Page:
The Biden administration started notifying individuals who are approved for federal student loan relief on Saturday even as the future of that relief remains in limbo after lower courts blocked the program nationwide.
The Department of Education began sending emails to borrowers who have been approved to have their federal student loans relieved, explaining that recent legal challenges have kept the administration from discharging the debt.
“We reviewed your application and determined that you are eligible for loan relief under the Plan,” Education Secretary Miguel Cardona wrote in the e-mail, which was provided to CNN. “We have sent this approval on to your loan servicer. You do not need to take any further action.”
“Unfortunately, a number of lawsuits have been filed challenging the program, which have blocked our ability to discharge your debt at present. We believe strongly that the lawsuits are meritless, and the Department of Justice has appealed on our behalf,” Cardona added.
Cardona’s e-mail further explains the administration will “discharge your approved debt if and when we prevail in court” and promises to provide further updates.
The program, which would offer up to $20,000 of debt relief to millions of qualified borrowers, remains on hold after lower courts blocked the program.
The Biden administration has been unable to discharge any debt and stopped accepting applications due to the court rulings. About 26 million people applied for student loan relief prior to the recent court decisions with 16 million of those applications being approved, according to the Biden administration.
“President Biden is fighting to get millions of borrowers the relief they need and deserve,” White House spokesperson Abdullah Hasan said. “Some Republican officials and special interests are blocking that from happening. We’re making clear to student borrowers who is standing with them, and who isn’t.”
The Biden administration asked the Supreme Court on Friday to allow its student debt relief program to go into effect while the legal challenges continue to play out.
An “erroneous injunction” from a federal appeals court, Solicitor General Elizabeth Prelogar told the Supreme Court, “leaves millions of economically vulnerable borrowers in limbo, uncertain about the size of their debt and unable to make financial decisions with an accurate understanding of their future repayment obligations.”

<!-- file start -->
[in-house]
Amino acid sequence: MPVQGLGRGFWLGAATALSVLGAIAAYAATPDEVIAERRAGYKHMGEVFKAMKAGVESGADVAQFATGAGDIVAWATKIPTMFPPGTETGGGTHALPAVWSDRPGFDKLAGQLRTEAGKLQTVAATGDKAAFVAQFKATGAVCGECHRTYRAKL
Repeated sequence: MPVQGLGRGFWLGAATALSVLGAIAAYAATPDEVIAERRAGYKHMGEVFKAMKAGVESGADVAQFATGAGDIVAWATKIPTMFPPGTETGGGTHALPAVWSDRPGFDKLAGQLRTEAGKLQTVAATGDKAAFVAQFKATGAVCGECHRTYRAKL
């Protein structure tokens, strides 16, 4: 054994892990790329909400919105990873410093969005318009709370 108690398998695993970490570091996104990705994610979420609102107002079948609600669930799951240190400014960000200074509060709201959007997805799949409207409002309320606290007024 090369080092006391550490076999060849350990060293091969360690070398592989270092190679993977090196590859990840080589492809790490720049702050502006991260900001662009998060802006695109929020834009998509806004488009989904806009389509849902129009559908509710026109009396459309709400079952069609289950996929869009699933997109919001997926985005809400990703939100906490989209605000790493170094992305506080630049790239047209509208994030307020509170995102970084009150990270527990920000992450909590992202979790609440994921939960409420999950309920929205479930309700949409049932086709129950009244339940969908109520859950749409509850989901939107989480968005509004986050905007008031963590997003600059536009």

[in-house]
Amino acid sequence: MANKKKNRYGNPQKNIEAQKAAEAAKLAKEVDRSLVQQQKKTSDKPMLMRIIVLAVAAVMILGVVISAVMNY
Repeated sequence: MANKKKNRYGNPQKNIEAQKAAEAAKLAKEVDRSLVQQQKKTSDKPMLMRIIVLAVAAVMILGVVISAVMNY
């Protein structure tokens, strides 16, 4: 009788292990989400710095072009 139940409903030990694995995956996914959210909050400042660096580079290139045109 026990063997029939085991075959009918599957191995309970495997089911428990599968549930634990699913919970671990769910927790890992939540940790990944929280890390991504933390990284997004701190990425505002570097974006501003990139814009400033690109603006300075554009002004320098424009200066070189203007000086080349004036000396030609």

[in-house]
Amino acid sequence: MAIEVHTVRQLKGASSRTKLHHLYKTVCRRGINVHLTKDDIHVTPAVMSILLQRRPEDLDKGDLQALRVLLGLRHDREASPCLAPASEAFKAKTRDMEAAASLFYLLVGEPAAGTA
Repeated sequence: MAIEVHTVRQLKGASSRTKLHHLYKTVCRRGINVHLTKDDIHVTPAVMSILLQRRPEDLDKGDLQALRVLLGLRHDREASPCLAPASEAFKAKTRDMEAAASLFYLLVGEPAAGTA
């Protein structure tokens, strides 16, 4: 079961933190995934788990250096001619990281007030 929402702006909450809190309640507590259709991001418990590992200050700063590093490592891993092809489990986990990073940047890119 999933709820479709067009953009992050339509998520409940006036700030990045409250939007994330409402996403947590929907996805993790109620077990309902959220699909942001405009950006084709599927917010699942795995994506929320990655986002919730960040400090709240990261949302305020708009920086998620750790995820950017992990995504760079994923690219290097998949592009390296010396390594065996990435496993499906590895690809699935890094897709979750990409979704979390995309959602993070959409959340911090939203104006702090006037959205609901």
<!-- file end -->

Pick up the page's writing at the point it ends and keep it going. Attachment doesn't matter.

Government lawyers say that President Joe Biden acted in order to address the financial harms of the pandemic and “smooth the transition to repayment” in order to provide targeted debt relief to certain federal student-loan borrowers affected by the pandemic.
The Supreme Court has asked the plaintiffs for a response by noon on Wednesday.
The Biden administration’s request comes as the 8th Circuit Court of Appeals earlier this week issued a nationwide injunction on the program following a challenge by Republican-led states, who argue that the student loan debt relief plan violates the separations of power and the Administrative Procedure Act, a federal law that governs the process by which federal agencies issue regulations.
This followed a ruling from a federal judge in Texas who declared the program illegal earlier this month.
Payments on federal student loans are set to resume in January after a years-long pause due to the pandemic.
When asked if the administration is considering extending the moratorium on student loan payments, White House press secretary Karine Jean-Pierre said the administration is “examining all options to provide middle-class families a little extra breathing room.”
The president last extended the freeze on federal student loan payments in August when he rolled out the sweeping student debt relief plan.
CNN’s Ariane de Vogue and Katie Lobosco contributed to this report.